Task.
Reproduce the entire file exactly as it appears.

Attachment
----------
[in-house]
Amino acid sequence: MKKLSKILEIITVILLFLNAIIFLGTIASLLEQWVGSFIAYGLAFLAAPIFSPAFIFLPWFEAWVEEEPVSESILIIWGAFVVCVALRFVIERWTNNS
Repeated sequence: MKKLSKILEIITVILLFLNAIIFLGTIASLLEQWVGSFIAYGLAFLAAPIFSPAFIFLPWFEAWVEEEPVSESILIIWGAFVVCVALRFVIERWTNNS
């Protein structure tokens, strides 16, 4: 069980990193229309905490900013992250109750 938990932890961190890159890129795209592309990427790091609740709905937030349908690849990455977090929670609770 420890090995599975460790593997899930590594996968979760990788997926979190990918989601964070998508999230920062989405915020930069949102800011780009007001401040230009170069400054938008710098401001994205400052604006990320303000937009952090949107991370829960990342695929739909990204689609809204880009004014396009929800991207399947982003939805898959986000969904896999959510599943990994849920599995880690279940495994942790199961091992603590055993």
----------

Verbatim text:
[in-house]
Amino acid sequence: MKKLSKILEIITVILLFLNAIIFLGTIASLLEQWVGSFIAYGLAFLAAPIFSPAFIFLPWFEAWVEEEPVSESILIIWGAFVVCVALRFVIERWTNNS
Repeated sequence: MKKLSKILEIITVILLFLNAIIFLGTIASLLEQWVGSFIAYGLAFLAAPIFSPAFIFLPWFEAWVEEEPVSESILIIWGAFVVCVALRFVIERWTNNS
């Protein structure tokens, strides 16, 4: 069980990193229309905490900013992250109750 938990932890961190890159890129795209592309990427790091609740709905937030349908690849990455977090929670609770 420890090995599975460790593997899930590594996968979760990788997926979190990918989601964070998508999230920062989405915020930069949102800011780009007001401040230009170069400054938008710098401001994205400052604006990320303000937009952090949107991370829960990342695929739909990204689609809204880009004014396009929800991207399947982003939805898959986000969904896999959510599943990994849920599995880690279940495994942790199961091992603590055993």